Lexington's famous madam Belle Brezing, proprietress of the most orderly of disorderly houses, is getting a chic downtown bar named in her honor.
Belle's Place, 156 Market Street, is expected to open in late fall.
"You always want to connect to a local, colorful figure; it adds to the cachet. With Belle, the possibilities are limitless," said Larry Redmon, a familiar face in the downtown bar scene and one of the masterminds behind Belle's Place.
Redmon opened Redmon's on West Main in 2000, and he was the headliner musician for several years. His next venture, in 2007, was Bluegrass Tavern on Cheapside, which advertises having "more Kentucky bourbons than anyone. Period." The bar stocks 267 Kentucky bourbons, Redmon said.
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Redmon's partners in Belle's Place are Bob Eidson, Seth Thompson and his brother Justin, a trio of 30-year-olds who call themselves the Bourbon Boys. In 2008, the three began publishing a magazine, The Bourbon Review, "a guide to the bourbon lifestyle."
The concept for Belle's Place is "an updated Southern lounge," Justin Thompson said. The house specialty will be handcrafted cocktails using fresh and seasonal ingredients. The drinks will be named for famous horses, places and events.
"We are really going to push our cocktails. We want to be known as the cocktail bar in Lexington," he said.
Eidson and the Thompsons are frequently on the road, going to food and spirit trade shows, always on the lookout for emerging trends to write about in their magazine, Thompson said.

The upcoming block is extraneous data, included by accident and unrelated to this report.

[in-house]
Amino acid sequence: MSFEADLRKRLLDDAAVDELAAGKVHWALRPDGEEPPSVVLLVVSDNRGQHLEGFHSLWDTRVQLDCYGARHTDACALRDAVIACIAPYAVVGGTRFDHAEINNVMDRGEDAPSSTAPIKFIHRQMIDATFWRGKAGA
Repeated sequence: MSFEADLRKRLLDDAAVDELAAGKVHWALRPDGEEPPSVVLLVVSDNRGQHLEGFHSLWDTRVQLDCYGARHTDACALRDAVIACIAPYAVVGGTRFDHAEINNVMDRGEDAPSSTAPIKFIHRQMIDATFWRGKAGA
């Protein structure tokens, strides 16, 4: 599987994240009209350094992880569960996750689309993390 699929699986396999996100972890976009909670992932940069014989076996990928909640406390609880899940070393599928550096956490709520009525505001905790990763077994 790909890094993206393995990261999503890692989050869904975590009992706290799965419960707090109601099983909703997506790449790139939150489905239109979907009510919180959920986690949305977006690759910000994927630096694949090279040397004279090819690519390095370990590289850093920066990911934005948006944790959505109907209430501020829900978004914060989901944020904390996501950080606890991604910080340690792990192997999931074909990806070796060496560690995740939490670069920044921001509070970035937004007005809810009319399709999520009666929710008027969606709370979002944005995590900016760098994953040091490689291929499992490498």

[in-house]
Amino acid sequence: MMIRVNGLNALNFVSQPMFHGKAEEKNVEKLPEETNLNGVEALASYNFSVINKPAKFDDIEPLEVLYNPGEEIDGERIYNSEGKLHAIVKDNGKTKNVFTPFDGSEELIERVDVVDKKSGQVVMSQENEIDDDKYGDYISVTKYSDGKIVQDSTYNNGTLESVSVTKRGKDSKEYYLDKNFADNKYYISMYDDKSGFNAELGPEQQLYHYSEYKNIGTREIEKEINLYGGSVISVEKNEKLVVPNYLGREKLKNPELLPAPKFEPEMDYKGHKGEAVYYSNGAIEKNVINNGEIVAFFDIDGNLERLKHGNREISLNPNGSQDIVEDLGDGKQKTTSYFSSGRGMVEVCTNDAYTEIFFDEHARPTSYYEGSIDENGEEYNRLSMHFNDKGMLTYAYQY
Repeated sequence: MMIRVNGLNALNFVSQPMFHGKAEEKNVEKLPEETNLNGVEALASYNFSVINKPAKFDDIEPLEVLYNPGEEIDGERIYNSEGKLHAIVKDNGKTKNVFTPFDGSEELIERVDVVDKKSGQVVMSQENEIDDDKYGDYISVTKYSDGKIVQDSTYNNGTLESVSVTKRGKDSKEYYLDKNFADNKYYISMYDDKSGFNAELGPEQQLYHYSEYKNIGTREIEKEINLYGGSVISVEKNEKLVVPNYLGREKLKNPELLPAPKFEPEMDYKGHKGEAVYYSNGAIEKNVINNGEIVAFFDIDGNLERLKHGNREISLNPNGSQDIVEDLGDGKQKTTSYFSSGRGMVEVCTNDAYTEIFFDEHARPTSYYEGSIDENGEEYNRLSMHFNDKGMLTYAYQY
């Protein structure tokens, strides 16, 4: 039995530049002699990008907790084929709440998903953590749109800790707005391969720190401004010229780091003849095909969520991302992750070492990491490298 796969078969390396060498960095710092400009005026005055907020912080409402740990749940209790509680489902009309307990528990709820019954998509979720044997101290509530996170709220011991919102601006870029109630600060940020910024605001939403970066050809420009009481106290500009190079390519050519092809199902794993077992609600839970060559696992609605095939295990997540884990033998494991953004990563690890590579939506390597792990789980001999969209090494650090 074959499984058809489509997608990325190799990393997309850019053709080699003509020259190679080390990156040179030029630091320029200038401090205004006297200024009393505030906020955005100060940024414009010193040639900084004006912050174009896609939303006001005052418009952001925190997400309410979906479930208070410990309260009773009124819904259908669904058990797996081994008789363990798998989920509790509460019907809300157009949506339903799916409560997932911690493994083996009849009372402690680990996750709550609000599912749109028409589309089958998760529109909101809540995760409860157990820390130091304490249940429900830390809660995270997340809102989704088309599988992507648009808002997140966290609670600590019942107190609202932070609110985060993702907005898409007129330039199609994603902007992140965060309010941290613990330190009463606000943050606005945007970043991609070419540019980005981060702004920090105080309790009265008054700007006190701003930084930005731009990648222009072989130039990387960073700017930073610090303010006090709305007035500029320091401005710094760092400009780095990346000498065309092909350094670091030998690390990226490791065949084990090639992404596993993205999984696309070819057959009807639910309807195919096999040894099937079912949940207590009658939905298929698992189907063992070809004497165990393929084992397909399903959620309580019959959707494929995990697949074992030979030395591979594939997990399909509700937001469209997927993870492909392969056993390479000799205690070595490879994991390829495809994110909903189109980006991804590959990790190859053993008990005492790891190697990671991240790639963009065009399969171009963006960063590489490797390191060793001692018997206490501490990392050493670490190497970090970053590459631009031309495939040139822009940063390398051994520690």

"Evoking a Southern lifestyle with Southern cuisine or the bourbon culture or equine culture is very hot right now in places like New York, Chicago, San Francisco and Miami," he said. Maysville, a new whiskey bar and restaurant in New York City, is named for the Kentucky port town on the Ohio River.
"But you have to come to the homeland to get that genuine experience," he said.
Operating their own bar is fulfilling a dream for the Bourbon Boys, Thompson said. He said the group "had serious discussions the last year and a half on a project like this."
With years of experience in the bar business and as a musician, "Larry is the trustworthy hand on the helm in this project," Thompson said.
Redmon, an amateur historian with a sizable collection of books about the history of Lexington and the Bluegrass, said, "We tossed around ideas for a name or theme connected to Lexington culture and history like John Hunt Morgan."
The possibility of a bar with a Belle Brezing theme was irresistible.
The partners are collecting Belle Brezing memorabilia. "This is not going to be a Belle Brezing museum. It's more an interpretation of what Belle might do today," Redmon said.